Verse 2: And many of those sleeping in the dust of the ground will awake, Some to life everlasting and some to disgrace and to everlasting contempt.
“Sleeping in the dust of the ground” is a metaphor for the death of the body. There are numerous examples in the New Testament that identifies “sleep” with physical death (John 11:11-13, 1 Cor. 11:30, 15:5, 1 Thess. 4:14, 5:6-10, etc.). We are told in Matthew 27:52-53 that at Christ’s resurrection, “the graves were opened; and many bodies of the saints who had fallen asleep were raised; and coming out of the graves after His resurrection, they went into the holy city and appeared to many.” Matthew describes what is clearly a physical resurrection in AD 30, and I agree with the majority of the Christian tradition which says that these saints retained their resurrected bodies and ascended to heaven. We know also from various passages (Luke 23:43, 1 Pet. 3:19-20, Eph. 4:8-9, 2 Cor. 12:4) that after Christ’s resurrection, the souls of believers which used to go down to Sheol (Luke 16, Ps. 16), now ascend to Heaven where Christ is. For these reasons, I believe that to “awake” in Daniel 12:2 must refer primarily to the resurrection of the physical body, since the souls of the dead are already “awake” in either Sheol or Heaven.
Two counter examples where sleep is used metaphorically are Romans 13:11, “And do this, knowing the time, that now it is high time to awake out of sleep; for now our salvation is nearer than when we first believed” and Ephesians 5:12, “Awake, you who sleep, Arise from the dead, And Christ will give you light.” Ephesians 5:12 appears to be a quote from Isaiah 26:19 and Isaiah 60:1. But Romans 13:11 may be a reference to Daniel 12:1-3, note especially the language of immanence, “knowing the time…[is] now,” and deliverance, “salvation is nearer.” This could suggest Paul is encouraging the Romans to metaphorically “awake out of sleep” because a literal awakening from the dead is drawing near.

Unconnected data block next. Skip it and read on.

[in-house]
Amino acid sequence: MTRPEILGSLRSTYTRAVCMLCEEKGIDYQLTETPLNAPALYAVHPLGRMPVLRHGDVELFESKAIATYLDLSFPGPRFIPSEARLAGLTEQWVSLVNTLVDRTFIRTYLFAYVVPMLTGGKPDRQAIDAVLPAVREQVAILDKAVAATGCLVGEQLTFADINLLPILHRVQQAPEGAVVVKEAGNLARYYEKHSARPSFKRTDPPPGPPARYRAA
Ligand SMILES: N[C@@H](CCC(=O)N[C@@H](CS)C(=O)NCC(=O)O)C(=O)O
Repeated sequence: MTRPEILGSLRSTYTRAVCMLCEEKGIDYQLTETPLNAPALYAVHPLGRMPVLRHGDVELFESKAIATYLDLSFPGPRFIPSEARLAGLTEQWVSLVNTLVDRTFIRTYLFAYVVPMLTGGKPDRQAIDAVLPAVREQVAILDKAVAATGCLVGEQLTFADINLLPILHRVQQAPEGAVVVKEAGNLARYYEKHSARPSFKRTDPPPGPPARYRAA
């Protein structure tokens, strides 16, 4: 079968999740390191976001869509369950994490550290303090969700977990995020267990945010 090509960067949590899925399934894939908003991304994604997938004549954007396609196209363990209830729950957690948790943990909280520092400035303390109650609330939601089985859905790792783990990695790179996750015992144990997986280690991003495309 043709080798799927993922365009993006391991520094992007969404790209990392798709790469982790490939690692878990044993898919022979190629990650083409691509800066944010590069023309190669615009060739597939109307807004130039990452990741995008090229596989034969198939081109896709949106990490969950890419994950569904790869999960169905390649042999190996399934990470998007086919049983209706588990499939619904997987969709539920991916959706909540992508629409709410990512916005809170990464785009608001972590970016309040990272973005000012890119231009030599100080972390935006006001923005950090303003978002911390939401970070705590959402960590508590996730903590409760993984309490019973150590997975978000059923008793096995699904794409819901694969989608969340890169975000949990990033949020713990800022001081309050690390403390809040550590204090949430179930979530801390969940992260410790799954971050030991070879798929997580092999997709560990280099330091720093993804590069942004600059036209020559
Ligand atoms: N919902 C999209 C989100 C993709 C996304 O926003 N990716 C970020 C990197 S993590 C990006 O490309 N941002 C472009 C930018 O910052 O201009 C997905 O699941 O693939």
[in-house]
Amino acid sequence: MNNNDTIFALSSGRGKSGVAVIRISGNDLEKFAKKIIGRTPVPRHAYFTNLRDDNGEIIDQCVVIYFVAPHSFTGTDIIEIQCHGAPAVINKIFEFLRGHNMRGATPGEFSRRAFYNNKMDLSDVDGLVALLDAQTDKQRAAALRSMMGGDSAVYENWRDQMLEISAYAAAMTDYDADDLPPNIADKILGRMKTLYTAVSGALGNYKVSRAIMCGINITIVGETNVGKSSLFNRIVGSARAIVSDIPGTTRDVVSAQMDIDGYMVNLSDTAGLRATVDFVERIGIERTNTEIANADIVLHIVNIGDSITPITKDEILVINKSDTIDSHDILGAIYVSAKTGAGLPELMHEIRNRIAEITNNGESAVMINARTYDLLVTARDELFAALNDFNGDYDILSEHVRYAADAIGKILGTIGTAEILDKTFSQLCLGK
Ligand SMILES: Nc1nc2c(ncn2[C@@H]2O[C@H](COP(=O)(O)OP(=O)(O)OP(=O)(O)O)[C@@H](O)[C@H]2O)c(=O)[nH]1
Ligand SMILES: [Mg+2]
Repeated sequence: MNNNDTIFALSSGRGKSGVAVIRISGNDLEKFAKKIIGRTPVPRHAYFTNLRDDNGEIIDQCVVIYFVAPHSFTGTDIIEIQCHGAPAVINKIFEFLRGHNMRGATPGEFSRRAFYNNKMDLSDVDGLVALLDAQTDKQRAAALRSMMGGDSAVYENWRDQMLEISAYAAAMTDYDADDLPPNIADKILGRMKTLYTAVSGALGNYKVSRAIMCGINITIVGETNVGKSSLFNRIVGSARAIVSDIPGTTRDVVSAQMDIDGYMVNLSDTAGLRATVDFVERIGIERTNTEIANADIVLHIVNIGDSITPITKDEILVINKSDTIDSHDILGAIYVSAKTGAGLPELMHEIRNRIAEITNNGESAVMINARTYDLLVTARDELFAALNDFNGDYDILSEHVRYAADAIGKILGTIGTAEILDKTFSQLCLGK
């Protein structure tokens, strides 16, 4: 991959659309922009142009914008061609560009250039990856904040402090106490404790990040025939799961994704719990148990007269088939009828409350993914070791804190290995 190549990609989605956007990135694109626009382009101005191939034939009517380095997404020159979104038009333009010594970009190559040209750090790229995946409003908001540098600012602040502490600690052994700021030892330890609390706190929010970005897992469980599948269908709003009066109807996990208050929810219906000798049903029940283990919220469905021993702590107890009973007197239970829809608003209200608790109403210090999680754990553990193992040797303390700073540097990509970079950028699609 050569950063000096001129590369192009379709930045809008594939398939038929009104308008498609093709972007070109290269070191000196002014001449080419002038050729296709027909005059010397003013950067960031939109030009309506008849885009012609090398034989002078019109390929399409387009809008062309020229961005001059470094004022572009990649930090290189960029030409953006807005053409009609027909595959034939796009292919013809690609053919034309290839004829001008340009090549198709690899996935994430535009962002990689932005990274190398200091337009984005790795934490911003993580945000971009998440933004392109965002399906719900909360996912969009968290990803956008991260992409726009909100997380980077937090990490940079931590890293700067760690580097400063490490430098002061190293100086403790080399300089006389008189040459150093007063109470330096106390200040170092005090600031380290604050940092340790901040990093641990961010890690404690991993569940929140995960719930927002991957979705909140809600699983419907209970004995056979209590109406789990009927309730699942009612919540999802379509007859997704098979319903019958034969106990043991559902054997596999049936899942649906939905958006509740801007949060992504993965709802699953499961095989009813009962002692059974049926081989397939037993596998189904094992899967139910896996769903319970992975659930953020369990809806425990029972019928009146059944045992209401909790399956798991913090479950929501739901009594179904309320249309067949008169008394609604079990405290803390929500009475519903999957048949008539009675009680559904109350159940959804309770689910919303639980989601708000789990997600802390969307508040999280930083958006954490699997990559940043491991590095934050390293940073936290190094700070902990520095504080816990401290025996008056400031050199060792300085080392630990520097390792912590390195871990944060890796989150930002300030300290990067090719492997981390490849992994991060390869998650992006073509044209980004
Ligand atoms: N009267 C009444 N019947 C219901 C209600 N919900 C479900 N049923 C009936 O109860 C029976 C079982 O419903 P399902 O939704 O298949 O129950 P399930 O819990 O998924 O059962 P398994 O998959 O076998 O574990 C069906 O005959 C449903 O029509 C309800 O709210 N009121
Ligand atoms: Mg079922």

In Acts 24:15, Paul says, αναστασιν μελλειν εσεσθαι νεκρων δικαιων τε και αδικων, “there will be a resurrection of the dead, both of the just and unjust.” Most commentators take this to refer to the end of history, however the Greek word translated “will” is μελλειν (present active infinitive of the root μέλλω) and overwhelmingly refers to something that is soon to take place (various forms of μέλλω appear 110 times in the NT). Of the seven times that μελλειν is used (all in Acts), the event referred to is something that is about to happen. For example, in Acts 11:27 Agabus prophesies, “that there was going to be a great famine (λιμον μεγαν μελλειν εσεσθαι) throughout all the world, which also happened in the days of Claudius Caesar.” Acts 25:4 says, “But Festus answered that Paul should be kept at Caesarea, and that he himself was (μελλειν) going there shortly.” So perhaps a better translation of Acts 24:15 is, “there is about to be a resurrection of the dead, both of the just and the unjust.” What resurrection is Paul talking about? The resurrection of Daniel 12:2.